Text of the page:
With techniques such as weaving and draping, Statira Jazayeri creates sculptural materials and large scale compositions of fabric. Her work moves between the draped as image, sculpture and spatial installation and is rooted in the fold’s potential to express rhythm, tension, direction and balance. Jazayeri has studied fashion design and draping (ESMOD Oslo), textile design (Swedish School of Textiles) and textile art (HDK-Valand) and it has in various ways been crucial for the sculptural direction she continuously explores regardless of the material she works with. She is fascinated by the obvious opposites in a draped fabric; surface and depth, light and dark, valleys and peaks, undulating paths and straight distances as well as variations in intensity between folds. She is looking for answers to what different compositions can represent and what feelings they can evoke.
WHAT DOES FIBER MEAN TO YOU?
Raw material. Tactility. Something pliable, adaptable and with many possibilities.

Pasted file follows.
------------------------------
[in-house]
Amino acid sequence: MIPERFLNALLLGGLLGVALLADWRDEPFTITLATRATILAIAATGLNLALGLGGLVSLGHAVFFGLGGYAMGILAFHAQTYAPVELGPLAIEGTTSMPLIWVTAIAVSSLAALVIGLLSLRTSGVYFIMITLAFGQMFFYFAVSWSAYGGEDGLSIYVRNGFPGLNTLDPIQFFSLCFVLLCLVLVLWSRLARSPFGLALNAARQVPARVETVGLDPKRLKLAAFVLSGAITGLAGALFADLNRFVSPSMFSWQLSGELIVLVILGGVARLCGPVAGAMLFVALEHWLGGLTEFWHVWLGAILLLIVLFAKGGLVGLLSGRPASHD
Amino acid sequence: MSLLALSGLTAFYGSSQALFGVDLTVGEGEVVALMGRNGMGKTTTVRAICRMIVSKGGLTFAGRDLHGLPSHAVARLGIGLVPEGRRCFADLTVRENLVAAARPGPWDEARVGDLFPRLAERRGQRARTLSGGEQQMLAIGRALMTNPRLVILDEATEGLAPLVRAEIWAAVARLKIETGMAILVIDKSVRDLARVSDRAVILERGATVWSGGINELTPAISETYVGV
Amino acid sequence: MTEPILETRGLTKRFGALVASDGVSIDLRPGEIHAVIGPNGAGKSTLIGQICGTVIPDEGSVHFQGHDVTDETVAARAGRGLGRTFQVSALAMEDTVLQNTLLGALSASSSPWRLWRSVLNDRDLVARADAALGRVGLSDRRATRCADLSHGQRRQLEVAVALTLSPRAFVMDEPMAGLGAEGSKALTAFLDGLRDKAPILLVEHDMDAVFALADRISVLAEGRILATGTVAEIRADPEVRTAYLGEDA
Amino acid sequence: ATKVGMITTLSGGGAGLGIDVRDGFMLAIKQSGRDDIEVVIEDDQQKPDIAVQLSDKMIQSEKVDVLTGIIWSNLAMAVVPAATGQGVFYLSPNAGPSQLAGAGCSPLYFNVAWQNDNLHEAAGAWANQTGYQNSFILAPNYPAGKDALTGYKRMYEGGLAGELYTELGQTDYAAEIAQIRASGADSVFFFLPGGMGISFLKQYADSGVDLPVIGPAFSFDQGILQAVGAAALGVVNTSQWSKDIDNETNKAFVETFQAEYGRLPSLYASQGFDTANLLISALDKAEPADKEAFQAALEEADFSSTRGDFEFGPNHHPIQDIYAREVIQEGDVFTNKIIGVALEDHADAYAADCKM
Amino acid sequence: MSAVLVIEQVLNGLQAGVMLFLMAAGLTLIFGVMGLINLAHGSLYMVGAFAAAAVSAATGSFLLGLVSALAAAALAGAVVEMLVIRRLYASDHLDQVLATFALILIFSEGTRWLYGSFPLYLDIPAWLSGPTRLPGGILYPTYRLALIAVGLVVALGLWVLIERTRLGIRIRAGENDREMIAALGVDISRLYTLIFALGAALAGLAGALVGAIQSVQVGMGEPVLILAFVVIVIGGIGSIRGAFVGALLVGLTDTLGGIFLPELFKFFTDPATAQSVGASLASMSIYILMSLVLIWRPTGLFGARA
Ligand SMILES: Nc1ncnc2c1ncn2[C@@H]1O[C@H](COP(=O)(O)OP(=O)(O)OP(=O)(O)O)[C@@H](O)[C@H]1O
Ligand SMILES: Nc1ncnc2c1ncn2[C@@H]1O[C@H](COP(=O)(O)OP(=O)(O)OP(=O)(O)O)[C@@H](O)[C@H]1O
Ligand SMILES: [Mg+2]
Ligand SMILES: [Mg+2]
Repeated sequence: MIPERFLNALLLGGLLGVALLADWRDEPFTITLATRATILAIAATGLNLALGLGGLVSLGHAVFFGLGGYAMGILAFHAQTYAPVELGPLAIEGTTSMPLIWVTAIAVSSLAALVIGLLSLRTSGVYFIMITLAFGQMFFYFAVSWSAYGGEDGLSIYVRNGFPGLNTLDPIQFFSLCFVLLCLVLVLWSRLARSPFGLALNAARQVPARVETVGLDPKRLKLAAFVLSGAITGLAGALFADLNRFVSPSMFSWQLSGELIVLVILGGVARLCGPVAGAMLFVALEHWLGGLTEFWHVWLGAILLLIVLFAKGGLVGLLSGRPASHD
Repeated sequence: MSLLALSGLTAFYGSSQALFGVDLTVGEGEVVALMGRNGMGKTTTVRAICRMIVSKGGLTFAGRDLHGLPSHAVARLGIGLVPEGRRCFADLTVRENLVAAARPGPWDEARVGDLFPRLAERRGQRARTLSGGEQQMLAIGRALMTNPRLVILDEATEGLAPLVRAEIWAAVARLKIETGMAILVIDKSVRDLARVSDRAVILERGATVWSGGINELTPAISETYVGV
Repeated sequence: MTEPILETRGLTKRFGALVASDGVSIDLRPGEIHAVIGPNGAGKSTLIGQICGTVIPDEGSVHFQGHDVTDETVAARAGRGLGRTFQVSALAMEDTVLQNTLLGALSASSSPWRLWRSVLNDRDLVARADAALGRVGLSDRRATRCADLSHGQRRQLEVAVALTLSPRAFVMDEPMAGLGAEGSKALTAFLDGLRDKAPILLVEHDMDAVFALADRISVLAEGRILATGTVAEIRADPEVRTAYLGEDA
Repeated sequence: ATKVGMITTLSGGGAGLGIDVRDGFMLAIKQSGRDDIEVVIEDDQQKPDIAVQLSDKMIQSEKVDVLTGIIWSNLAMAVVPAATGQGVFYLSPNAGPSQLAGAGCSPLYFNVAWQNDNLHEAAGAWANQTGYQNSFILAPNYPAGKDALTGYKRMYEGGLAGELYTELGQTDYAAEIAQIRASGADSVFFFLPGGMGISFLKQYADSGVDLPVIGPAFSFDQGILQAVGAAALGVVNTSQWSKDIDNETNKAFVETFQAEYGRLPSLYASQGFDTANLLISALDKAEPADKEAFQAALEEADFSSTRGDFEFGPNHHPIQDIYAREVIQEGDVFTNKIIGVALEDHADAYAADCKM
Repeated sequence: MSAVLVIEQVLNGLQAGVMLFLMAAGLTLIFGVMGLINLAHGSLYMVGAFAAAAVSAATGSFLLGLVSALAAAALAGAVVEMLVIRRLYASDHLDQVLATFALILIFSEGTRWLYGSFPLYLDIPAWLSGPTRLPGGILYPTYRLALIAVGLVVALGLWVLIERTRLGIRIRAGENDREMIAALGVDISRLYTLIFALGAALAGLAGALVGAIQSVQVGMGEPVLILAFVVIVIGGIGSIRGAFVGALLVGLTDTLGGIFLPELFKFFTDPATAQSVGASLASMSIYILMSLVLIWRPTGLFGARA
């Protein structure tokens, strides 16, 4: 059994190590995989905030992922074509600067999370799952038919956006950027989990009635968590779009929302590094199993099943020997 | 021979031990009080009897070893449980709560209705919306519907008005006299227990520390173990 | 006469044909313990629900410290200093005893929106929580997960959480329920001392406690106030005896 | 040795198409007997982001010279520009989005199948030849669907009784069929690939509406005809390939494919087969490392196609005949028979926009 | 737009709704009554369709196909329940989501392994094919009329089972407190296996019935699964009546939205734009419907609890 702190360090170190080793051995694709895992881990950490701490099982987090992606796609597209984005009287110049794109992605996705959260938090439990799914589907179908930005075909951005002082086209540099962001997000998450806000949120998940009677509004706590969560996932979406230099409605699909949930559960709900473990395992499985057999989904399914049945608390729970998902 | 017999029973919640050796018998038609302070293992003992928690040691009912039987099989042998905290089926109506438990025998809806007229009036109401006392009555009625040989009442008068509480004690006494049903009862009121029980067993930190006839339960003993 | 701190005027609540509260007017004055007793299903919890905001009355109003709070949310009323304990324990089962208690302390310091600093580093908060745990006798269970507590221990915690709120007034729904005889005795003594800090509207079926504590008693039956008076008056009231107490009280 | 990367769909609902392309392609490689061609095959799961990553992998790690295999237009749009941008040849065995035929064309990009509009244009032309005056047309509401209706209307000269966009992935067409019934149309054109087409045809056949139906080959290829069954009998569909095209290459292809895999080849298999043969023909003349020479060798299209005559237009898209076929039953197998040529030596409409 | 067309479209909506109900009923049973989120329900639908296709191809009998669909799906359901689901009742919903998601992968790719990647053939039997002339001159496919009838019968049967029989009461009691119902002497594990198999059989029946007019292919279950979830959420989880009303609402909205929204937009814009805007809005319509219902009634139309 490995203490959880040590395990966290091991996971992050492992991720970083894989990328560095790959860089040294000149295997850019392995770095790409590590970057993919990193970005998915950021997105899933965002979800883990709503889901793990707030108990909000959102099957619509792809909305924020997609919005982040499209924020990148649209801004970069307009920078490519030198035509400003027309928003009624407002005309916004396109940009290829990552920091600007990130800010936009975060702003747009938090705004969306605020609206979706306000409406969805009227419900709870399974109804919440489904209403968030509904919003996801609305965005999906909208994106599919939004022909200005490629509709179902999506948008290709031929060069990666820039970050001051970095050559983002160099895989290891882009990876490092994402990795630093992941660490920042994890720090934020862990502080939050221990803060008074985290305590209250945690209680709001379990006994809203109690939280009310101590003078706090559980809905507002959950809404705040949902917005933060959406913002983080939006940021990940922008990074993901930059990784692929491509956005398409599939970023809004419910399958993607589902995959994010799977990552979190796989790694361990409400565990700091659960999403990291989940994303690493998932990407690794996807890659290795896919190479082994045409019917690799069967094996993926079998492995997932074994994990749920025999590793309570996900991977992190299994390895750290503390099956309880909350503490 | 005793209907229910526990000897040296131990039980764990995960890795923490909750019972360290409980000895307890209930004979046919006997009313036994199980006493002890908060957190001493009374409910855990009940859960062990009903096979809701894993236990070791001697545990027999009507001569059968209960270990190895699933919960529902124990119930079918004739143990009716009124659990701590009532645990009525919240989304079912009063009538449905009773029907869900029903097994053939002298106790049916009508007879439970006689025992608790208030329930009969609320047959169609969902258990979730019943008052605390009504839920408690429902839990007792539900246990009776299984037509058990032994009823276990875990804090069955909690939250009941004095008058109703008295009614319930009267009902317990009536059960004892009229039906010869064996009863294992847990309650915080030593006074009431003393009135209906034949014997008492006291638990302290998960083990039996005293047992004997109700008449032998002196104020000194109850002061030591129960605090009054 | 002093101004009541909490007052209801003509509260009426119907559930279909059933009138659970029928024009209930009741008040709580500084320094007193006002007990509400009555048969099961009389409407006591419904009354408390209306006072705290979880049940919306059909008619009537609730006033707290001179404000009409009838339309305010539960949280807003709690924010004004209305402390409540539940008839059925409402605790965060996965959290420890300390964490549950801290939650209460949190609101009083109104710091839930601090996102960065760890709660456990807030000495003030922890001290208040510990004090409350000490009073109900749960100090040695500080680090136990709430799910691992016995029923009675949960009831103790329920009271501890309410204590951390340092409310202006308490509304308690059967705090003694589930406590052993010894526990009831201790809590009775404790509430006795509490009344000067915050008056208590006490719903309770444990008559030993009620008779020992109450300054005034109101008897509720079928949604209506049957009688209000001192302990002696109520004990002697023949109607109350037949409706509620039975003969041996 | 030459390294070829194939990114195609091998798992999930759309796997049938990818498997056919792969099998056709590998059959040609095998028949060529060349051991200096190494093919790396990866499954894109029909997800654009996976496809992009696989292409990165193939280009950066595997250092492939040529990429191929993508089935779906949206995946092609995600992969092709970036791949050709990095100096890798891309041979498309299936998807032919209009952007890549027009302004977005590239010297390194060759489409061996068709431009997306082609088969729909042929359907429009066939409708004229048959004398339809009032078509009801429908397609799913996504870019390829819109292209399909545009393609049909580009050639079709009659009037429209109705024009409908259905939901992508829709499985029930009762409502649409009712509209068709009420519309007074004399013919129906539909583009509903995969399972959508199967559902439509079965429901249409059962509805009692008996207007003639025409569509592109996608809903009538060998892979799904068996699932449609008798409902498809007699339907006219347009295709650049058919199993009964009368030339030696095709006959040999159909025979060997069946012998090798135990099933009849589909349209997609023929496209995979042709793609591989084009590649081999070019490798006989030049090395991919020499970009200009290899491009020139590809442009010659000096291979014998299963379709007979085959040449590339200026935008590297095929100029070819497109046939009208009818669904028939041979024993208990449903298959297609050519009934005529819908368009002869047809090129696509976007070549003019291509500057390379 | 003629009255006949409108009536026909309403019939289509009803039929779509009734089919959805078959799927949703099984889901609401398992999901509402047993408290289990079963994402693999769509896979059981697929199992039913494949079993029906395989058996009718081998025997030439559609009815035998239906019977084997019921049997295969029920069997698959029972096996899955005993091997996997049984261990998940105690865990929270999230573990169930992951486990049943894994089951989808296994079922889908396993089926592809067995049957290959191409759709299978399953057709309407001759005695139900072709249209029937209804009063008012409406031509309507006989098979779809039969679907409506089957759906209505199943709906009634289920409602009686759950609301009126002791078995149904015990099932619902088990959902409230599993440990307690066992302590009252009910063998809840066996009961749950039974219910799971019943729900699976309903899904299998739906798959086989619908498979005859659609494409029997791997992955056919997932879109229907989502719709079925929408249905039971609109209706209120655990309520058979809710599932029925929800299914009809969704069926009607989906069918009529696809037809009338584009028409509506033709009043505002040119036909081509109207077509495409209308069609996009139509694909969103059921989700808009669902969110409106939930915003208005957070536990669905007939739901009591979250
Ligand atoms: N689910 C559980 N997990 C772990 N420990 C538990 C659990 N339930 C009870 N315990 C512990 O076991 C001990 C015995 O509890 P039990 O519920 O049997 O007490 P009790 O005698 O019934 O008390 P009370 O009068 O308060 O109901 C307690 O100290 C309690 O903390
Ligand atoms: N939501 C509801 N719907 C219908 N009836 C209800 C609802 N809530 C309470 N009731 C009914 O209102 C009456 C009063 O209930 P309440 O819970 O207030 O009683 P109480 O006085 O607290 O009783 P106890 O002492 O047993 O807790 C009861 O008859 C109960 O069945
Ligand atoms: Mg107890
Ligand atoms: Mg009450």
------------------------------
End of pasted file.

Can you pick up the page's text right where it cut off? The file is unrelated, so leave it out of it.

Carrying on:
WHAT IS YOUR FAVOURITE TEXTILE FIBER OR TECHNIQUE?
Natural fibres are close to my heart, often in thin qualities, organza, voile, silk georgette and so on. Meetings between natural and man-made fibres excites me as well, especially in creating sculptural materials. Lately though I have found a fascination for thrifted fabrics, which changed my mind of synthetic qualities for the better. Every thrifting occasion is an exciting hunt for qualities and challenging the idea (maybe my own idea?) that draping requires luxurious fabrics. Draping has been my main expression and favourite technique the last years. I drape in various ways: freely, rigidly pinning it down, suspending with threads, weights or props to pull the fabric. Especially jersey fabrics are fun because it really works well with gravity, it behaves soothingly for the eye, hanging in any way.
WHAT IS YOUR MOST VIVID TEXTILE MEMORY?
Childhood memories of pretty dresses in organza and sequences, and my mom sewing new matching bed clothing, curtains and table cloth for my room for my birthdays or Naw Rúz (Persian new year). Everything with edges of ruffles! And teenage memories of my maternal grandmother’s dresses and silk blouses that I found in different boxes in my parents cellar after her passing. Still wearing them to this day.
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